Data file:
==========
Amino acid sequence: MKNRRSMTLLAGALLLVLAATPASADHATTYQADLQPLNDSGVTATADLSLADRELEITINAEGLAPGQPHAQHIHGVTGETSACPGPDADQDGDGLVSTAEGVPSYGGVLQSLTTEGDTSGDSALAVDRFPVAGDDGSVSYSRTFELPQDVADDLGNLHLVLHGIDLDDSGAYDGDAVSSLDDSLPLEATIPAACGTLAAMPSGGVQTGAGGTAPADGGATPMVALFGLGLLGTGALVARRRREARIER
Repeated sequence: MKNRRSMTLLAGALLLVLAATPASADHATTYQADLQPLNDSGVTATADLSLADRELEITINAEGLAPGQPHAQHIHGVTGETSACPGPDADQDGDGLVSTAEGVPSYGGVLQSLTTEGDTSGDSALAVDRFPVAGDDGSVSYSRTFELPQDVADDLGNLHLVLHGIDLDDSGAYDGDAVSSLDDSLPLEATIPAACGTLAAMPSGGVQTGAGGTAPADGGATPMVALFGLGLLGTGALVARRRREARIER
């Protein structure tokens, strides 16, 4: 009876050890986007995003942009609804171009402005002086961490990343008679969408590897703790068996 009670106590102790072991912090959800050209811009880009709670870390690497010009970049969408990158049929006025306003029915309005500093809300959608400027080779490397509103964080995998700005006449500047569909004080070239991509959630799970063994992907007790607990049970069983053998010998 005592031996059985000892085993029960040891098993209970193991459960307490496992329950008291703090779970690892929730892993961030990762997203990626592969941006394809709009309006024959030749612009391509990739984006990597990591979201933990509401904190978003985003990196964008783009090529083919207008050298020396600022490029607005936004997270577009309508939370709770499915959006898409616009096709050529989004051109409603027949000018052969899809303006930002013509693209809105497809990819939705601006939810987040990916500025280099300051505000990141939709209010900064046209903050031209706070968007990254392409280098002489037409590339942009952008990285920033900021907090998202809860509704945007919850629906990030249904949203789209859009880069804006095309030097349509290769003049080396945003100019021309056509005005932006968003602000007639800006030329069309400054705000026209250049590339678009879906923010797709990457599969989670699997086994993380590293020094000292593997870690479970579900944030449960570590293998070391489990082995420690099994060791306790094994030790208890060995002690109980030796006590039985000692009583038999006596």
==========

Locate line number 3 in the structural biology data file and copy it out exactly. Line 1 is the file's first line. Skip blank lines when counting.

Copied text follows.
């Protein structure tokens, strides 16, 4: 009876050890986007995003942009609804171009402005002086961490990343008679969408590897703790068996 009670106590102790072991912090959800050209811009880009709670870390690497010009970049969408990158049929006025306003029915309005500093809300959608400027080779490397509103964080995998700005006449500047569909004080070239991509959630799970063994992907007790607990049970069983053998010998 005592031996059985000892085993029960040891098993209970193991459960307490496992329950008291703090779970690892929730892993961030990762997203990626592969941006394809709009309006024959030749612009391509990739984006990597990591979201933990509401904190978003985003990196964008783009090529083919207008050298020396600022490029607005936004997270577009309508939370709770499915959006898409616009096709050529989004051109409603027949000018052969899809303006930002013509693209809105497809990819939705601006939810987040990916500025280099300051505000990141939709209010900064046209903050031209706070968007990254392409280098002489037409590339942009952008990285920033900021907090998202809860509704945007919850629906990030249904949203789209859009880069804006095309030097349509290769003049080396945003100019021309056509005005932006968003602000007639800006030329069309400054705000026209250049590339678009879906923010797709990457599969989670699997086994993380590293020094000292593997870690479970579900944030449960570590293998070391489990082995420690099994060791306790094994030790208890060995002690109980030796006590039985000692009583038999006596």